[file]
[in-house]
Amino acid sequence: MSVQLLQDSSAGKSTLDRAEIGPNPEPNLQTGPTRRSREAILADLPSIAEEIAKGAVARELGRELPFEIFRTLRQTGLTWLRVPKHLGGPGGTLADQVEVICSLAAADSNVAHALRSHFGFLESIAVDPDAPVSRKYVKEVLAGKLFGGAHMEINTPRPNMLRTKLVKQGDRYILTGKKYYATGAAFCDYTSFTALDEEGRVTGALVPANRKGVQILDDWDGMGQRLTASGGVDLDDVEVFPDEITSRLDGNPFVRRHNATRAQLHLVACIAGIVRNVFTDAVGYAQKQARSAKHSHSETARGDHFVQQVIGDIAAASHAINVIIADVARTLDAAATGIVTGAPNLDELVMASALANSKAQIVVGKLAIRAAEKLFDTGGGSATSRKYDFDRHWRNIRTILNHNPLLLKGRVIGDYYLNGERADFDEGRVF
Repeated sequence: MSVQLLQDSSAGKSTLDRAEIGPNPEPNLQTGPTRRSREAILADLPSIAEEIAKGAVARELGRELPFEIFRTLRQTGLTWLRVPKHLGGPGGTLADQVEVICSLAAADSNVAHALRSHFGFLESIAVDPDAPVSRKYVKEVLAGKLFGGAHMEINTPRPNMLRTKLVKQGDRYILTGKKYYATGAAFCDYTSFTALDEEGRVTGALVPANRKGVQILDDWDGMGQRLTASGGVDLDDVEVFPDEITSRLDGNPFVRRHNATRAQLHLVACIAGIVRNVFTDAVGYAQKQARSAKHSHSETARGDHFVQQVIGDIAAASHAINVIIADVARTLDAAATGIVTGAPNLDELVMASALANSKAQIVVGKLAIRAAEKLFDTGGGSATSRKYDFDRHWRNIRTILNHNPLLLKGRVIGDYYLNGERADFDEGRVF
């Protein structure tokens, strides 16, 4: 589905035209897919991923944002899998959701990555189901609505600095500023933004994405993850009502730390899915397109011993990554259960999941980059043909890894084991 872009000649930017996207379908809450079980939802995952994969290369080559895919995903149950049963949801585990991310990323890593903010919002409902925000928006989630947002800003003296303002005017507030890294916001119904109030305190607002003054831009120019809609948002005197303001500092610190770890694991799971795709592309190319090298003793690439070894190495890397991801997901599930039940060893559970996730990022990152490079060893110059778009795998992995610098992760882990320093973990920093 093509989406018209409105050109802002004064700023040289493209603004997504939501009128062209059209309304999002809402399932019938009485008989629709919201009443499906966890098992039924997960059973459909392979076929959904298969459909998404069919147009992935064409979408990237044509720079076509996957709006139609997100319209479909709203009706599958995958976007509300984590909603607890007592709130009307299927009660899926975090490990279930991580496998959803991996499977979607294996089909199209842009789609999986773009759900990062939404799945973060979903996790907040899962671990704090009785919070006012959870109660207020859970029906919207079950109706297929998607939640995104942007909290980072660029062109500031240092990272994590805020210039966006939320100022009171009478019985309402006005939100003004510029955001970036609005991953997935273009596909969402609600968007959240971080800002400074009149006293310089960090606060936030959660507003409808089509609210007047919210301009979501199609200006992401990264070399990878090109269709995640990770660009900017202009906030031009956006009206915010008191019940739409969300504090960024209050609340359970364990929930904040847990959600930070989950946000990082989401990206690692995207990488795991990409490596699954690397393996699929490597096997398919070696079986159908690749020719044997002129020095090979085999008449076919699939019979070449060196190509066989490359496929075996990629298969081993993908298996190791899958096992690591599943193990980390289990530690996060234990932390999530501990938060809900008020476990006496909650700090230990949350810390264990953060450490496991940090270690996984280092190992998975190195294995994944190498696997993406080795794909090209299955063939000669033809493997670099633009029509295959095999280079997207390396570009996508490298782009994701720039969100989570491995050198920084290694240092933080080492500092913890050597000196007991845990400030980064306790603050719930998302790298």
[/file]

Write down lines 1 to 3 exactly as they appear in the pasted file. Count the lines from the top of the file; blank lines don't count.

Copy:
[in-house]
Amino acid sequence: MSVQLLQDSSAGKSTLDRAEIGPNPEPNLQTGPTRRSREAILADLPSIAEEIAKGAVARELGRELPFEIFRTLRQTGLTWLRVPKHLGGPGGTLADQVEVICSLAAADSNVAHALRSHFGFLESIAVDPDAPVSRKYVKEVLAGKLFGGAHMEINTPRPNMLRTKLVKQGDRYILTGKKYYATGAAFCDYTSFTALDEEGRVTGALVPANRKGVQILDDWDGMGQRLTASGGVDLDDVEVFPDEITSRLDGNPFVRRHNATRAQLHLVACIAGIVRNVFTDAVGYAQKQARSAKHSHSETARGDHFVQQVIGDIAAASHAINVIIADVARTLDAAATGIVTGAPNLDELVMASALANSKAQIVVGKLAIRAAEKLFDTGGGSATSRKYDFDRHWRNIRTILNHNPLLLKGRVIGDYYLNGERADFDEGRVF
Repeated sequence: MSVQLLQDSSAGKSTLDRAEIGPNPEPNLQTGPTRRSREAILADLPSIAEEIAKGAVARELGRELPFEIFRTLRQTGLTWLRVPKHLGGPGGTLADQVEVICSLAAADSNVAHALRSHFGFLESIAVDPDAPVSRKYVKEVLAGKLFGGAHMEINTPRPNMLRTKLVKQGDRYILTGKKYYATGAAFCDYTSFTALDEEGRVTGALVPANRKGVQILDDWDGMGQRLTASGGVDLDDVEVFPDEITSRLDGNPFVRRHNATRAQLHLVACIAGIVRNVFTDAVGYAQKQARSAKHSHSETARGDHFVQQVIGDIAAASHAINVIIADVARTLDAAATGIVTGAPNLDELVMASALANSKAQIVVGKLAIRAAEKLFDTGGGSATSRKYDFDRHWRNIRTILNHNPLLLKGRVIGDYYLNGERADFDEGRVF